14 May 2019 at 13:38 BST

South Africa implements paperless courts

South African OCJ is implementing paperless digital courtrooms nationally after selecting provider of digital evidence management.

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Chosen by the South African Office of the Chief Justice (OCJ), CaseLines is a tool to help meet the OCJ’s vision for a single, transformed and independent judicial system with integrity and protection for all.

Access to justice

The software, which is initially to be used in all civil litigation cases across South Africa, will eliminate the need for paper in court by introducing an entirely digital platform. The software’s tools allow the creation and presentation of a fully digital bundle including multi-media evidence; collaboration tools for enhanced pre-trial preparation and secure role validated videoconferencing for virtual hearings. Today, legal professionals in South Africa travel long distances to access case material. Judges as far as 1000km away in Pretoria can be called to Cape Town at unsocial hours just to review legal documents for urgent cases. With challenging transport infrastructure across the country, this process incurs considerable time and cost. CaseLines provides a digital solution to this challenge, helping to increase efficiency and security surrounding legal proceedings. CaseLines will allow judges and lawyers to work efficiently in a secure online environment, saving costs of copying and transporting paper files, and at the same time removing the risk of losing or misplacing files. Judge Edwin Molahlehi, in the high court of Gauteng said “One of the OCJ’s objectives is to eliminate financial and practical barriers to justice. By adopting CaseLines, South African courts will become more efficient and processes such as physical filing will become obsolete. This will make a huge difference to both judges and litigants and will bring us closer to achieving access to justice for all citizens.”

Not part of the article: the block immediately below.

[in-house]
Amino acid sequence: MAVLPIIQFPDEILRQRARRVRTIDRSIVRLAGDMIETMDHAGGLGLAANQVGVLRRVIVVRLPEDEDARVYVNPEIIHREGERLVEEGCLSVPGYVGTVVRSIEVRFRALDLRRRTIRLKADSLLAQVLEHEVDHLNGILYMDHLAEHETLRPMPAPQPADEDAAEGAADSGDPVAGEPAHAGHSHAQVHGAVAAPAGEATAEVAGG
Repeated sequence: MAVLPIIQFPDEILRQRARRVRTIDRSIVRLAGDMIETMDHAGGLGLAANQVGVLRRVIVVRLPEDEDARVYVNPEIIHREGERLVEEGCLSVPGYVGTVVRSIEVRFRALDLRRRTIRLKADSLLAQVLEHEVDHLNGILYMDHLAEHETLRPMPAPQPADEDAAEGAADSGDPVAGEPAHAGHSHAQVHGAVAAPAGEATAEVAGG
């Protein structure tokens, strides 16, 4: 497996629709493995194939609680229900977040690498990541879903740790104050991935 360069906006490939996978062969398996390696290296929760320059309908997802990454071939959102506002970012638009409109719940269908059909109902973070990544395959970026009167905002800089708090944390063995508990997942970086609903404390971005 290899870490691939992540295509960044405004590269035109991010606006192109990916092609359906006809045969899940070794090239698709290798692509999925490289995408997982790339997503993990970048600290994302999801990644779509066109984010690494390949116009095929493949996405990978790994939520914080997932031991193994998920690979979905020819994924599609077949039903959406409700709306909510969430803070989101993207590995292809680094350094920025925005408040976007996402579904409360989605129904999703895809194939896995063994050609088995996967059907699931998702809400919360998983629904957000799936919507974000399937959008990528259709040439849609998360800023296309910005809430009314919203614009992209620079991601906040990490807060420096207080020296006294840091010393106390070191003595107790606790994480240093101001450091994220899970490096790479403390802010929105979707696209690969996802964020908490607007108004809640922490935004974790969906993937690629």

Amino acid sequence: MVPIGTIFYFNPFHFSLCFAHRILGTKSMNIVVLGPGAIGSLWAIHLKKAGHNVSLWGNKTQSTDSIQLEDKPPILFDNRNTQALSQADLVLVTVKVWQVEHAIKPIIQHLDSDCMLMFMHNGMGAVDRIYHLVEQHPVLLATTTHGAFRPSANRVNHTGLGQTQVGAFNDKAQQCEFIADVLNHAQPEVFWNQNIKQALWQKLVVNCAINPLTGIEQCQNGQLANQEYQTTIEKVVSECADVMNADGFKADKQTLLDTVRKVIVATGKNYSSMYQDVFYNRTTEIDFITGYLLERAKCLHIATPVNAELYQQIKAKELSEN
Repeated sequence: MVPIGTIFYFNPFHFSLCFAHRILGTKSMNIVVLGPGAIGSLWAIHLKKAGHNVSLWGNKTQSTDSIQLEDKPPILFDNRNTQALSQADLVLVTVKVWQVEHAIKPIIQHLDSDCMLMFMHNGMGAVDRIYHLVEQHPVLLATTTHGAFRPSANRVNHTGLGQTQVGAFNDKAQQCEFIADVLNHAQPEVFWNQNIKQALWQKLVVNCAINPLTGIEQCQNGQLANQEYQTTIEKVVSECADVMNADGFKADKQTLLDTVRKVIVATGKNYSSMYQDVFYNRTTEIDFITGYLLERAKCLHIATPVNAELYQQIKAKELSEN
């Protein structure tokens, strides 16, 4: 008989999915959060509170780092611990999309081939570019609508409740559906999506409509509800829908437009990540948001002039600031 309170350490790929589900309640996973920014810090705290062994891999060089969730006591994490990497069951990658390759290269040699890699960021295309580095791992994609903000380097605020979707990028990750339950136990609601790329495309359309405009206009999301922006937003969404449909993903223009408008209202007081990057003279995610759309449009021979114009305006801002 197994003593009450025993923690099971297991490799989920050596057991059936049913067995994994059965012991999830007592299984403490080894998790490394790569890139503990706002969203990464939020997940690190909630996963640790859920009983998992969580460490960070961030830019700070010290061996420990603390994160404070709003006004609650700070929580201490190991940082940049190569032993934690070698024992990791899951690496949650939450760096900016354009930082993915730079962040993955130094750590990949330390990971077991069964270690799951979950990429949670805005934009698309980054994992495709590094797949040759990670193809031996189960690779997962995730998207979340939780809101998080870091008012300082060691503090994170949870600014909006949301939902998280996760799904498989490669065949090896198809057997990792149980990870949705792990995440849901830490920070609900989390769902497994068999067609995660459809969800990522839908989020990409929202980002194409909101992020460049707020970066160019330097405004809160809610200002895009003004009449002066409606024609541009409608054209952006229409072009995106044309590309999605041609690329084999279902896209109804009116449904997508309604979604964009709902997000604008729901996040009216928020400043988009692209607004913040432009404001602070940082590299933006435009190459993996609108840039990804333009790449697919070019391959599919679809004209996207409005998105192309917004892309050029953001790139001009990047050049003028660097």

Positive trial

The opportunity was presented by CaseLines’ South Africa reseller Tirisan Tech Solutions, who will provide local implementation services, training and support, over the lifecycle of the contract. Rendani Ramabulana, managing director at Tirisan Tech Solutions and recently appointed member of the Presidential Commission on the Fourth Industrial Revolution (4IR) added: “So far we have received incredibly positive feedback from judges trialling the system and we look forward to offering hands on technical support during the software’s implementation.” Paul Sachs, chief technology officer and founder of CaseLines, said “Now in use in South Africa and across countries in East Africa, CaseLines is helping nations meet the UN’s Sustainable Development Goal 16, supporting improvements in the Rule of Law by revolutionising the speed and quality in delivery of justice across Africa.”

 
   
 
 
 

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